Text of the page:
Temperatures so far this winter 'well above normal'

Accuweather Senior Meteorologist Jack Boston said their initial forecasts had to be amended several times due to an unexpected jet stream coming from the Pacific Ocean that pushed away cold air, resulting in a very mild winter.

CADILLAC — This winter has been a hard one to predict, even for the professionals.

Accuweather Senior Meteorologist Jack Boston said their initial forecasts had to be amended several times due to an unexpected jet stream coming from the Pacific Ocean that pushed away cold air, resulting in a very mild winter so far.

Since Dec. 1, Boston said temperatures in the Cadillac area have been “well above normal‘ — with the average being 26.5, which is 5 degrees warmer than the historical norm.

Boston said the Pacific jet stream also pushed the storm track south of Cadillac. As far as snowfall goes, however, Boston said the area is seeing fairly typical amounts, thanks largely to the contribution of lake-effect snow.

Lake-effect snow occurs when Arctic winds gather moisture over the relatively warm surfaces of the Great Lakes, then deposit that precipitation inland. Boston said lake-effect snow is often more fluffy and carries less moisture than snow that is dropped by a storm.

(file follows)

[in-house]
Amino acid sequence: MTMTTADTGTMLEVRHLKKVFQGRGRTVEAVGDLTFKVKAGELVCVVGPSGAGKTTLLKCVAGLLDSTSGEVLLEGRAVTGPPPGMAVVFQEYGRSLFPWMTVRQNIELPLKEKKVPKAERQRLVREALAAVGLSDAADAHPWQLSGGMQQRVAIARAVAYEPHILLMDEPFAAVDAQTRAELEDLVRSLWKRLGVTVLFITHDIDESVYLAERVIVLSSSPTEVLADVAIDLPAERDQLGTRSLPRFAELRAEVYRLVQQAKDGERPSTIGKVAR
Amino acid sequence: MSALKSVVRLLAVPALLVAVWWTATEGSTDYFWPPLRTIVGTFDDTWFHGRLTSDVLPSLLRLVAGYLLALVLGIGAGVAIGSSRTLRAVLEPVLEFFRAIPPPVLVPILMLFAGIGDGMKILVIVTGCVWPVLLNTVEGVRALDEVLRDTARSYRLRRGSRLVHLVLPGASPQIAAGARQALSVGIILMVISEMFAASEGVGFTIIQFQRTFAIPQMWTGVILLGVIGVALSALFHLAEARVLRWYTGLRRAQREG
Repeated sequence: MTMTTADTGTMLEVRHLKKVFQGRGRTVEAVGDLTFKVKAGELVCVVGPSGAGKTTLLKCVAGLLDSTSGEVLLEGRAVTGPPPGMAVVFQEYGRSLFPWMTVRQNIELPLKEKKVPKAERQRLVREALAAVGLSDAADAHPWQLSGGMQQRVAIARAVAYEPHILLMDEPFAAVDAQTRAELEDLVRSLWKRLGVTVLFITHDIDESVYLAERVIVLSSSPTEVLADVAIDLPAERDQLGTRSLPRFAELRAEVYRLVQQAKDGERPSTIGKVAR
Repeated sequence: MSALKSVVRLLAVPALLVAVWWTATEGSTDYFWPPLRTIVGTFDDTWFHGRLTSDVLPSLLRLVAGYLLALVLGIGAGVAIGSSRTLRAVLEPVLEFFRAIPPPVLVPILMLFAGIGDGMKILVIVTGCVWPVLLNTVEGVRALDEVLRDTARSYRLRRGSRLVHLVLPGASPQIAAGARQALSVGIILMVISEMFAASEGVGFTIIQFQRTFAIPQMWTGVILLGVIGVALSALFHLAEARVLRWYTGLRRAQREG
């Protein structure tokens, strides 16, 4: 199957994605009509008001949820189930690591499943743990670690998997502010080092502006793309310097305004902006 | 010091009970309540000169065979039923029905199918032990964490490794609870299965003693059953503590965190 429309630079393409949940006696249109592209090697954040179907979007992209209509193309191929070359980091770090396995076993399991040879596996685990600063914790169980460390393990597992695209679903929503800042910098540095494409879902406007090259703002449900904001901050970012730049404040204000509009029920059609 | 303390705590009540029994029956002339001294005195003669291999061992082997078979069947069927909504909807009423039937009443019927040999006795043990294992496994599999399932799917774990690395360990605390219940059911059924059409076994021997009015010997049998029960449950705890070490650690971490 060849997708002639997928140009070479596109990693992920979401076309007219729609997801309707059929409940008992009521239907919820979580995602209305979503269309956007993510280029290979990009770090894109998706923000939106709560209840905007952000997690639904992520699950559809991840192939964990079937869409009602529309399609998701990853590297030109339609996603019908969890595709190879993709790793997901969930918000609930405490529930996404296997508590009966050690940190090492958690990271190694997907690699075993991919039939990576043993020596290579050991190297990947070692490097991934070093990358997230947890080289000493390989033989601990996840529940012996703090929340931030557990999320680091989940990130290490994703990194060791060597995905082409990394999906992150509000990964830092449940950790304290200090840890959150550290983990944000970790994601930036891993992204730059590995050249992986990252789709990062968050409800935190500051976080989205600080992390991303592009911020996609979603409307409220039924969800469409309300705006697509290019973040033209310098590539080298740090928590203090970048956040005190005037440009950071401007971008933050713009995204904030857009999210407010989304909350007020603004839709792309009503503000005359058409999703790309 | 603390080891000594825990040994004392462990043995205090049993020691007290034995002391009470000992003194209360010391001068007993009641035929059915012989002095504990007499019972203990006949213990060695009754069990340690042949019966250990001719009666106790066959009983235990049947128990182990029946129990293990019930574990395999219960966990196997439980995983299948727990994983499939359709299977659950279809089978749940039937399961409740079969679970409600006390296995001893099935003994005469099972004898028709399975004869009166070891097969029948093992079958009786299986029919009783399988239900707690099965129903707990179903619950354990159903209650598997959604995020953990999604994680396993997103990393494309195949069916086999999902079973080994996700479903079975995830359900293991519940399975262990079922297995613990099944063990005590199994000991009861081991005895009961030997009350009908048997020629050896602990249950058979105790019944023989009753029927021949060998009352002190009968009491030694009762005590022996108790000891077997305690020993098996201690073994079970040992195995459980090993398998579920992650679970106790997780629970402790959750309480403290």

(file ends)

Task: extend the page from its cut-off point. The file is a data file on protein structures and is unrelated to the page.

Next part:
Boston said the Cadillac area has received 54.2 inches of snow, which is on track to meet or exceed the average total of 69.2 inches.

Temperatures are expected to remain a couple degrees above normal for the remainder of February, although the area could see a significant temperature dip this weekend which could bring 3-6 inches of snow, as well.

March is expected to start off colder than normal with chances for additional snowfall but by the middle to end of the month, warmer temperatures are predicted to return.

Boston said April is also shaping up to be quite mild, with temperatures 1-2 degrees above normal.

“You’ll get some days that feel like spring,‘ said Boston, who added that likely the last chance for significant snowfall will occur sometime in March.

Last spring, farmers were hurt by excessive rainfall, which delayed their planting season and complicated their harvest schedules.

Boston said spring precipitation is looking to be about normal, with increased storm activity at the end of May but likely after the planting season has concluded.

“It certainly will be nothing like last year,‘ Boston predicted.

Cadillac News